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Better for state to pay now than to pay more later

By Saturday, the state brought itself from $305 million to only $117 million in the hole with budget maneuvering. By Sunday, more of the same brought the total down to $94 million. The problem is, to plug the hole this way the price down the road might be higher.

In essence, in a move described as possible only because of the timing involved, the budget got an infusion of $188 million extra because on Oct. 28 the Revenue Estimating Conference bumped down expected revenues and bumped up estimates of nonrecurring revenues. Since the Budget Stabilization Fund receives for disbursement non-recurring funds and as state revenues go down the proportion of nonrecurring funds which may be utilized grows larger, the money has become available.

Instead of chunking a quarter, as has been traditional, of the derived $252 million 2004-05 surplus into the fund, all of it went in. With the $303 million in nonrecurring revenues dumped into the Fund, this had the effect of pushing past the 4 percent limit of total state revenues now derived for 2005-06 by that “extra” (so to speak) 75 percent of the surplus which normally would have been spent on capital projects. But it’s the operating budget now that’s the priority.

The remaining funds that may be cut are found in HB 156 by state Rep. John Alario which in large part contains objects (give state priorities and predicted reductions state spending needs and of matching federal funds from grants) worth slashing. These cuts come with Alario’s ally Gov. Kathleen Blanco’s blessings, if not outright authorship.

But the problem here is that the bad news isn’t all in to the state in terms of just how big the deficit is. Nobody knows what the ultimate impact of the loss of generated fees and federal grants will be. And if you can shut your eyes and hope that comes out all right, you can’t ignore the fact that the same Conference meeting that gave the green light for Blanco to juggle accounts also threw up a huge yellow light with its 2006-07 projections in the neighborhood of (averaging executive and legislative branch projections) of being another $700 million in the red.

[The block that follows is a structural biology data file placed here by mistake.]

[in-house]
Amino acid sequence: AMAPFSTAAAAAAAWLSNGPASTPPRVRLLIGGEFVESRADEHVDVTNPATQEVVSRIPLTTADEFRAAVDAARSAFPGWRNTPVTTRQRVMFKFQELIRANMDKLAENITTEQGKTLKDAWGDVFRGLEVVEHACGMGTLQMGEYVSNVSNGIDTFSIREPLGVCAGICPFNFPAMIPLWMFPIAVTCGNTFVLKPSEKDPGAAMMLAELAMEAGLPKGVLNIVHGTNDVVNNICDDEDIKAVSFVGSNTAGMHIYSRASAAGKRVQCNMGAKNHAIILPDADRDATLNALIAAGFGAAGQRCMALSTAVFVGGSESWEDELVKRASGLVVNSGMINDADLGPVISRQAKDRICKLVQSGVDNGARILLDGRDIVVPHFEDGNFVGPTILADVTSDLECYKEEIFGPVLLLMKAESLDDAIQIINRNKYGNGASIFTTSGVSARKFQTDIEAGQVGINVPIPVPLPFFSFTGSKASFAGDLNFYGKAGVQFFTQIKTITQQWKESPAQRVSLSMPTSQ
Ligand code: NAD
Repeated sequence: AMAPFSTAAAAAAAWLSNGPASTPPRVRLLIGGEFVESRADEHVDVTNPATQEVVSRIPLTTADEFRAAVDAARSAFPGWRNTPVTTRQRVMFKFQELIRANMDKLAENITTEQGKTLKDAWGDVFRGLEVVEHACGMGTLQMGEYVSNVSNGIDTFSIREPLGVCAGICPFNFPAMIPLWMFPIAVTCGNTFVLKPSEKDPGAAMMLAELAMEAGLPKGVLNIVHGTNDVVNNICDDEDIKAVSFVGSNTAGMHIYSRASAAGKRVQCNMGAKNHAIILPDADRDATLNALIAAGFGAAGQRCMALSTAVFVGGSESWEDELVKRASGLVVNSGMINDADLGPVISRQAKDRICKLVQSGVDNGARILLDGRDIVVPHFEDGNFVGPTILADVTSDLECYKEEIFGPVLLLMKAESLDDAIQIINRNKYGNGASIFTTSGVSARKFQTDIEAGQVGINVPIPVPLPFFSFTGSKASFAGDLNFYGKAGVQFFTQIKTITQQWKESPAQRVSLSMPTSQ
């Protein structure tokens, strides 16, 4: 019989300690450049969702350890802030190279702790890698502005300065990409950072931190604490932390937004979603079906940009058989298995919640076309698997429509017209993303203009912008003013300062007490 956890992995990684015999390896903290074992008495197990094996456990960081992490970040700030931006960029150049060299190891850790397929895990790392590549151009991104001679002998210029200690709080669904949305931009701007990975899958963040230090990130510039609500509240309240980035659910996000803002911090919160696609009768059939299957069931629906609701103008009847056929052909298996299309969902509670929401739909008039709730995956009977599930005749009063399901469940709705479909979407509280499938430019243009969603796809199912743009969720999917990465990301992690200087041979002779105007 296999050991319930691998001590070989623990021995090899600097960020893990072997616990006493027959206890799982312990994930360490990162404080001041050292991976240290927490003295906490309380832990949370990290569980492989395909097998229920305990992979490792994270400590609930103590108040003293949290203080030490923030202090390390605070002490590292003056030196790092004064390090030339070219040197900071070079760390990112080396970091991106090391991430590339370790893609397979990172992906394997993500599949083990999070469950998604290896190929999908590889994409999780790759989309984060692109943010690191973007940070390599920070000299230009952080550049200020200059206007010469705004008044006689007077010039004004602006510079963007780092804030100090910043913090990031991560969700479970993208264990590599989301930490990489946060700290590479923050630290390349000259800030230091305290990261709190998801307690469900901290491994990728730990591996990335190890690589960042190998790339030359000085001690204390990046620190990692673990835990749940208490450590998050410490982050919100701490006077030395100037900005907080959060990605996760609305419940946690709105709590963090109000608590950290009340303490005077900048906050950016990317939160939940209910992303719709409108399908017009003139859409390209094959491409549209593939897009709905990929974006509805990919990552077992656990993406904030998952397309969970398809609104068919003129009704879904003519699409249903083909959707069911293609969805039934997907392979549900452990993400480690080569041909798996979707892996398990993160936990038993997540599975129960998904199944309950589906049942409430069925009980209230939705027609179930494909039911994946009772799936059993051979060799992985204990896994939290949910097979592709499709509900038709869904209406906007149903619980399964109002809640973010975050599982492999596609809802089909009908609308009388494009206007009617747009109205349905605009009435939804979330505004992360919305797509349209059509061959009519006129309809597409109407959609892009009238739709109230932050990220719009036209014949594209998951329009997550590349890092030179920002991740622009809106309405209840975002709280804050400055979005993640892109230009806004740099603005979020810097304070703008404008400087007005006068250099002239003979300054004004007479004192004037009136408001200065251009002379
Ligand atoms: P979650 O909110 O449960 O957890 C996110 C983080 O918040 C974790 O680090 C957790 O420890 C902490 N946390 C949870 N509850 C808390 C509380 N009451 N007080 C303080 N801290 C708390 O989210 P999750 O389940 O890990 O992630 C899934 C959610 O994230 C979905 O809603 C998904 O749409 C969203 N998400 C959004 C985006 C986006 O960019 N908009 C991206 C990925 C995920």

Even if the Conference at this point would recognize in 2006-07 nonrecurring revenues of around $400 million, with the one-third depletion of the previous balance of the fund for this year (about $154 million), the same trick applied next year would generate only about $155 million. In short, even at a standstill budget for next year (meaning Blanco’s cuts stand and any increased expenses from resuming operations are offset by increased fees generated and federal grants money coming in), almost another $50 million must be found.

Note that these are very generous assumptions to make given past spending practices. In the past decade the budget has about doubled and has consistently risen faster than the rate of inflation. Even if it rose at a predicted 4 percent rate of inflation this year, that’s an extra $700 million to be found at the current, not budgeted, revenue level. And there is a question of the federal government bailout bill to the state of $3.7 billion.

So why not beat the Christmas rush? The state should commit to no more than a 2 percent rise in the budget next year and bank the “extra” $188 million now. In essence, that would balance the budget for the next two years under this sketchy projection. By 2007-08, perhaps the state will be enough on its feet again that deficits at this level of revenue expenditure will have disappeared. These frugal actions also may make the federal government smile upon the idea of forgiving a good chunk, perhaps all, of the $3.7 billion bill.

(In fact, with some amendments, Alario’s otherwise-bad HB 151 and HB 152 could prove a good way to secure the savings. They call for raising the percentage the Fund can bank to 7 percent. Get rid of their provisions allowing the Fund to be raided as much as three-quarters, and Alario’s efforts here will have done perhaps the greatest service ever to the state in his very undistinguished career.)

If cuts have to come, better now than next year. If you’ll find you may have to do without something next year, why must you have it this year? Spreading the pain out and less of it is the preferable solution.

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